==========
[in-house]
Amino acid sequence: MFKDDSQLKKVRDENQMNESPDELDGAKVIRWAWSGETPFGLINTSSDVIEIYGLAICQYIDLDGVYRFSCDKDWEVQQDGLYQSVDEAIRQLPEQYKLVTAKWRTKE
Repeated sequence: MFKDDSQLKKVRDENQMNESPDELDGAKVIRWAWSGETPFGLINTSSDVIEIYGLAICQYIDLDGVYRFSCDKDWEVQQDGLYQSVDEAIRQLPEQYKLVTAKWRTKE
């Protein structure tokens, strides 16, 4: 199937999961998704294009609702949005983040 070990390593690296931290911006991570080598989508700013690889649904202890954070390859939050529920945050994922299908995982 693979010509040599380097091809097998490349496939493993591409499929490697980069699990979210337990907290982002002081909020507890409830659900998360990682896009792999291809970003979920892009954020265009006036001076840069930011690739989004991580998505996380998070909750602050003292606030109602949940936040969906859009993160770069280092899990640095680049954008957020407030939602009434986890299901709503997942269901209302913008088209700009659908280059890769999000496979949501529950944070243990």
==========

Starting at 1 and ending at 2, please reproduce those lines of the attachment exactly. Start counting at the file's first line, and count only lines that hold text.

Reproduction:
[in-house]
Amino acid sequence: MFKDDSQLKKVRDENQMNESPDELDGAKVIRWAWSGETPFGLINTSSDVIEIYGLAICQYIDLDGVYRFSCDKDWEVQQDGLYQSVDEAIRQLPEQYKLVTAKWRTKE